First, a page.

1. Playing with Numbers

Playing with Numbers

Representing numbers in general form

Representing two-digit numbers in their general form

Consider the two-digit number 89.

Recalling the concept of 'Place value in Numbers' from our lower classes, we know that 89 consists of 8 TENS and 9 ONES.

Therefore, 89 can also be represented as (10×8)+9.

From the example discussed previously, it is understood that two-digit numbers will be formed using some TENS and some ONES.

Let the some number of TENS be 'a' and the some number of ONES be 'b'.

Two-digit number 'ab' can also be represented as (10×a)+b or 10a+b.

Representing three-digit numbers in their general form

Let us consider a three-digit number 273.

Similar to the construction of two-digit numbers, three-digit numbers are formed using HUNDREDS, TENS and ONES.

In this case, let HUNDREDS be represented as 'a', TENS be represented as 'b', and ONES be represented as 'c'.

Therefore, the general form of the three-digit number 'abc' is (100×a)+(10×b)+c or 100a+10b+c.

Therefore, 273 becomes (100×2)+(10×7)+3.

Reversing the two digit numbers

Logic 1: The sum of the two numbers is always a multiple of 11

The general form of the two-digit number 'ab' is (10×a)+b.

We know that to reverse a number, we should swap the numbers in TENS and ONES position.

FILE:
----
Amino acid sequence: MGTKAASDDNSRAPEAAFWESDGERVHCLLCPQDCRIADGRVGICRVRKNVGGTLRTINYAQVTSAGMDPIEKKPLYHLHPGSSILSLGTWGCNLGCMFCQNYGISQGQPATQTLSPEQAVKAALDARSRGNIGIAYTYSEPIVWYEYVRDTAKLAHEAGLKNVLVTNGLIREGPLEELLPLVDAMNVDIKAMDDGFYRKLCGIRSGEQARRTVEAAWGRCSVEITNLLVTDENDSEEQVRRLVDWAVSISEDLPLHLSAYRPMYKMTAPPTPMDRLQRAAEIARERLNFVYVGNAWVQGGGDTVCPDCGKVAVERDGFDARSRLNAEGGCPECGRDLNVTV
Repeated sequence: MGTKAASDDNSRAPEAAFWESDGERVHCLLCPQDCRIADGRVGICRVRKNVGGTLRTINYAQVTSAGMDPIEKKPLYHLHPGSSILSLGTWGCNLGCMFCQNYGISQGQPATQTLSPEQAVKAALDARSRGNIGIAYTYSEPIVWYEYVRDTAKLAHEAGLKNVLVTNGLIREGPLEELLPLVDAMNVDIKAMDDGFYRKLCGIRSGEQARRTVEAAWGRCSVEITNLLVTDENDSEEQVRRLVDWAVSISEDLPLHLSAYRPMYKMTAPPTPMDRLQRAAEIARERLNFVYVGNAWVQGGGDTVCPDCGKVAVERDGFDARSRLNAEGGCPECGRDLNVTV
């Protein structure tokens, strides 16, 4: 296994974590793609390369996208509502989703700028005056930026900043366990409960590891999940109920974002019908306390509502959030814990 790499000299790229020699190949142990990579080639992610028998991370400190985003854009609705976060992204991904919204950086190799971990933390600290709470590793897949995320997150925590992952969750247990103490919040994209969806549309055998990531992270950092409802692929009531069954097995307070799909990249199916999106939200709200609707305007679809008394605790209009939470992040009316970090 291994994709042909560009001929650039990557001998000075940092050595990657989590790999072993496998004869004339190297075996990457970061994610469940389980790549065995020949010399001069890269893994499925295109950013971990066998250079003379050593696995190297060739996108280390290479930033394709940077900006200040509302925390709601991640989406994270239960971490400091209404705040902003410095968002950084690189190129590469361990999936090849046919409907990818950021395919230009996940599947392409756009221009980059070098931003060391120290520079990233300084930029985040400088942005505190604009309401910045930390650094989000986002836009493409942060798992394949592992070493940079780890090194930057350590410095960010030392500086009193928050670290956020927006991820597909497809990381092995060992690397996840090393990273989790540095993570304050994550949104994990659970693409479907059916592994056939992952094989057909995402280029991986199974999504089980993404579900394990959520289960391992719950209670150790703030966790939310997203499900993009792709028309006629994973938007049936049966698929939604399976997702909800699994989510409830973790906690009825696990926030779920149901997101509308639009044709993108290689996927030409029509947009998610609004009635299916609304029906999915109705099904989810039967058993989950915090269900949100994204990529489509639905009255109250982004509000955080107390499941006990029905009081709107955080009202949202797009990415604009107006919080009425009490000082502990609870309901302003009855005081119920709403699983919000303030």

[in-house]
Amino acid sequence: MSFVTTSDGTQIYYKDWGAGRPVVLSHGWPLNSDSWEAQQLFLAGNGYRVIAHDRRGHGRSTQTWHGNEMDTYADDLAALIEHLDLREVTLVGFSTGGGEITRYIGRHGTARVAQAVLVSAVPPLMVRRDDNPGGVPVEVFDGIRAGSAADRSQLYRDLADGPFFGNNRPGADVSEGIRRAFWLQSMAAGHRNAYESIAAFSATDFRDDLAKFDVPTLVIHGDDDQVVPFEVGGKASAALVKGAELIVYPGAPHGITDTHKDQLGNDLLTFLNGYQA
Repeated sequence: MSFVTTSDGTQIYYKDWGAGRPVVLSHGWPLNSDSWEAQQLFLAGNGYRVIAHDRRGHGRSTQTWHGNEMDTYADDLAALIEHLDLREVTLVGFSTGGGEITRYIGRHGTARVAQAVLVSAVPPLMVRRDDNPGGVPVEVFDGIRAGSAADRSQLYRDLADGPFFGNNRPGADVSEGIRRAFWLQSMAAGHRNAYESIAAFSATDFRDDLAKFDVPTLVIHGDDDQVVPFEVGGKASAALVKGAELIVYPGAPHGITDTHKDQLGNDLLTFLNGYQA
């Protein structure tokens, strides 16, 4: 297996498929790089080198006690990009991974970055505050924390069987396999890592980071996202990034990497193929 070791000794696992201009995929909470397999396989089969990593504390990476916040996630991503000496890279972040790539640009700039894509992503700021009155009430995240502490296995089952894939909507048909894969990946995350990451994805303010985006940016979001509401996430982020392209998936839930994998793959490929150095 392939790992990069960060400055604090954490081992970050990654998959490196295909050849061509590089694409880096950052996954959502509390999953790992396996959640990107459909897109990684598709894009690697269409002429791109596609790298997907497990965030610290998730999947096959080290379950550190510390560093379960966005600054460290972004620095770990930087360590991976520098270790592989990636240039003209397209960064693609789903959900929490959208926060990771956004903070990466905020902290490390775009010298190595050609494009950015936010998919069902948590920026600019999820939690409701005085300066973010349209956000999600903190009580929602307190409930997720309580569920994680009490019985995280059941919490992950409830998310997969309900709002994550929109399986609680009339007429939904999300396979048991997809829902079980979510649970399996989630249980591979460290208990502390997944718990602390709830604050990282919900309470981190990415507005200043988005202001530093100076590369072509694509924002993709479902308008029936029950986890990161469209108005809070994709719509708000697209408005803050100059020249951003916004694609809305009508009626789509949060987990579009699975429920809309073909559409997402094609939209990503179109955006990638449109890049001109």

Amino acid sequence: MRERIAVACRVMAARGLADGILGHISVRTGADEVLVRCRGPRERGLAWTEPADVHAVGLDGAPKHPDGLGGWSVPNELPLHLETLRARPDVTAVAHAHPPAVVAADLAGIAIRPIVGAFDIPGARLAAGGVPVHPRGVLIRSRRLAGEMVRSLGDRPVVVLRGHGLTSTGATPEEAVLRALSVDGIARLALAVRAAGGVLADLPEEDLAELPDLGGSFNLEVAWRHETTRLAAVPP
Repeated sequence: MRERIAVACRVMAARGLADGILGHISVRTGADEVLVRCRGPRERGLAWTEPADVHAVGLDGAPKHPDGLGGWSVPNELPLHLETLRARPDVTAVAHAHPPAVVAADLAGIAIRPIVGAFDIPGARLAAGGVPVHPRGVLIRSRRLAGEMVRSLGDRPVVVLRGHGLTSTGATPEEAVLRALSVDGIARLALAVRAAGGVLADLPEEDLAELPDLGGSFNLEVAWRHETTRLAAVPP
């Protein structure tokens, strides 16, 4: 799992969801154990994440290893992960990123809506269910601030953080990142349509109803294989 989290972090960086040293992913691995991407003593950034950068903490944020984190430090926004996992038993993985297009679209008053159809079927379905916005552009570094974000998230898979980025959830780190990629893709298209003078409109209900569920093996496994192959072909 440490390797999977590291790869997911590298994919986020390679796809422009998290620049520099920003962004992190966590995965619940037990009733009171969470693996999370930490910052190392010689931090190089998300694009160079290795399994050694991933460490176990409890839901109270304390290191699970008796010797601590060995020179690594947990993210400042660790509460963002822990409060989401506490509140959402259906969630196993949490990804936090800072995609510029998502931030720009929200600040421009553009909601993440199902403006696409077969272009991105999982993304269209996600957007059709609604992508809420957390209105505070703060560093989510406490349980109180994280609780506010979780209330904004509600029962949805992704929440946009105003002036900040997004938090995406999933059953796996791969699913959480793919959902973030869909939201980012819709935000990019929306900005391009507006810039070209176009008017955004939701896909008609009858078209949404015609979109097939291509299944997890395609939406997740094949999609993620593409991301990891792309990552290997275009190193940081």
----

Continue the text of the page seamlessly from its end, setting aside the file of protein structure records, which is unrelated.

Therefore, the general form of its reverse 'ba' is (10×b)+a.

Let us try to find the sum of both these numbers.





Therefore, the sum of two-digit numbers and their reverse is always a multiple of 11.

Logic 2: The difference between the two numbers is always a multiple of 9

Let us now find the difference between the two numbers.





Thus, it is understood that the difference between the two numbers is a multiple of 9.


Let us try to apply both the logics discussed above on the number 91.

Reverse of the number =19

The sum of both these numbers =91+19



Therefore, by logic 1, it is proved that the sum of two-digit numbers and their reverse is a multiple of 11.

Difference between both these numbers =91−19

=72 =9×8

Therefore, by logic 2, it is proved that the difference between two-digit numbers and their reverse is a multiple of 9.

Tricks dealing with three-digit numbers

Trick 1: What happens to the difference between three-digit numbers and their reverse?

The difference between three digit numbers and their reverse is always a multiple of 99.

Consider the three-digit number 'abc'.

The general form of 'abc' is (100×a)+(10×b)+c or 100a+10b+c.

The reverse of 'abc' is 'cba'.

The general form of 'cba' is (100×c)+(10×b)+a or 100c+10b+a..

Now, let us find the difference between 'abc' and 'cba'.

If a>c:





If c>a:






Let us impose this logic on 325.

The reverse of 325 is 523.

Hence, to find the difference, we should subtract 325 from 523.

523−325=198 =99×2

Hence, it is proved that the difference between three-digit numbers and their reverse is a multiple of 99.

Trick 2: What happens when 3 forms of a three-digit number is summed up?

Consider the number 'abc'.

Form 1: abc=100a+10b+c(1)

To find the other forms of the number, shift the ONES digit to the number's left end.

Therefore, the number 'abc' becomes 'cab'.

The digit 'c' is shifted to the left end of the number.

Form 2: cab=100c+10a+b(2)

To form the third number, shift 'b' from 'cab' to the left end.

Form 3: bca=100b+10c+a(3)

On adding (1), (2), and (3), we get:




Therefore, the sum of 3 forms of a three-digit number is always a multiple of 37.